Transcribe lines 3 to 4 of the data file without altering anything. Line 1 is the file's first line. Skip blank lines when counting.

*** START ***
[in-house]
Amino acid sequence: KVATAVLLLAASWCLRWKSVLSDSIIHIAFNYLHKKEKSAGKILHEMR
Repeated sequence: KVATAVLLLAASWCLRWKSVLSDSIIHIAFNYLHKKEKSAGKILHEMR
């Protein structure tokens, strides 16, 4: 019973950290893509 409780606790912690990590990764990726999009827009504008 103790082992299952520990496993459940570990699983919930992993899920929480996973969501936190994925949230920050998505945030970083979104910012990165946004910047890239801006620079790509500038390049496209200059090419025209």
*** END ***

Repeated sequence: KVATAVLLLAASWCLRWKSVLSDSIIHIAFNYLHKKEKSAGKILHEMR
């Protein structure tokens, strides 16, 4: 019973950290893509 409780606790912690990590990764990726999009827009504008 103790082992299952520990496993459940570990699983919930992993899920929480996973969501936190994925949230920050998505945030970083979104910012990165946004910047890239801006620079790509500038390049496209200059090419025209």